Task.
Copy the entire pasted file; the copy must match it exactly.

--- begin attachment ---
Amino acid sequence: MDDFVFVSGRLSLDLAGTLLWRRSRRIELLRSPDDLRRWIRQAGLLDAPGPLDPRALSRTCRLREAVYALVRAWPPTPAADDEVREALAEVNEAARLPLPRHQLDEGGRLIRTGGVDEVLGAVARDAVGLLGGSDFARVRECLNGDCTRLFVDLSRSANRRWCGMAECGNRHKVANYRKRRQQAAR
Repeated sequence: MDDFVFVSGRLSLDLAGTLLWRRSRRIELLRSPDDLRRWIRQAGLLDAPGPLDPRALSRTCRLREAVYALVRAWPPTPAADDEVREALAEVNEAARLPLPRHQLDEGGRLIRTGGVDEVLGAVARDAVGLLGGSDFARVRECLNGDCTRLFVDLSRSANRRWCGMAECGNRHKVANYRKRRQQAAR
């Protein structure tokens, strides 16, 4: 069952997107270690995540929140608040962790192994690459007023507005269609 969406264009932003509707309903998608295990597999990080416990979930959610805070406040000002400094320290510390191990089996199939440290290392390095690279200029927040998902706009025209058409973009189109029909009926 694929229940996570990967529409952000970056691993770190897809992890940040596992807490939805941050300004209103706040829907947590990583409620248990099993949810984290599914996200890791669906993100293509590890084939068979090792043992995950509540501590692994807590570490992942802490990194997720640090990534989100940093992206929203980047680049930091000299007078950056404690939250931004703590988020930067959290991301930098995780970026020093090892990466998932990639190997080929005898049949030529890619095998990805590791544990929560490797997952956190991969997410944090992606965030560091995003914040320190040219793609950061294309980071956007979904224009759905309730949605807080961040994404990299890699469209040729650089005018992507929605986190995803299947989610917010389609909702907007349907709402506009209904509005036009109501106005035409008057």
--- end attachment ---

Amino acid sequence: MDDFVFVSGRLSLDLAGTLLWRRSRRIELLRSPDDLRRWIRQAGLLDAPGPLDPRALSRTCRLREAVYALVRAWPPTPAADDEVREALAEVNEAARLPLPRHQLDEGGRLIRTGGVDEVLGAVARDAVGLLGGSDFARVRECLNGDCTRLFVDLSRSANRRWCGMAECGNRHKVANYRKRRQQAAR
Repeated sequence: MDDFVFVSGRLSLDLAGTLLWRRSRRIELLRSPDDLRRWIRQAGLLDAPGPLDPRALSRTCRLREAVYALVRAWPPTPAADDEVREALAEVNEAARLPLPRHQLDEGGRLIRTGGVDEVLGAVARDAVGLLGGSDFARVRECLNGDCTRLFVDLSRSANRRWCGMAECGNRHKVANYRKRRQQAAR
């Protein structure tokens, strides 16, 4: 069952997107270690995540929140608040962790192994690459007023507005269609 969406264009932003509707309903998608295990597999990080416990979930959610805070406040000002400094320290510390191990089996199939440290290392390095690279200029927040998902706009025209058409973009189109029909009926 694929229940996570990967529409952000970056691993770190897809992890940040596992807490939805941050300004209103706040829907947590990583409620248990099993949810984290599914996200890791669906993100293509590890084939068979090792043992995950509540501590692994807590570490992942802490990194997720640090990534989100940093992206929203980047680049930091000299007078950056404690939250931004703590988020930067959290991301930098995780970026020093090892990466998932990639190997080929005898049949030529890619095998990805590791544990929560490797997952956190991969997410944090992606965030560091995003914040320190040219793609950061294309980071956007979904224009759905309730949605807080961040994404990299890699469209040729650089005018992507929605986190995803299947989610917010389609909702907007349907709402506009209904509005036009109501106005035409008057």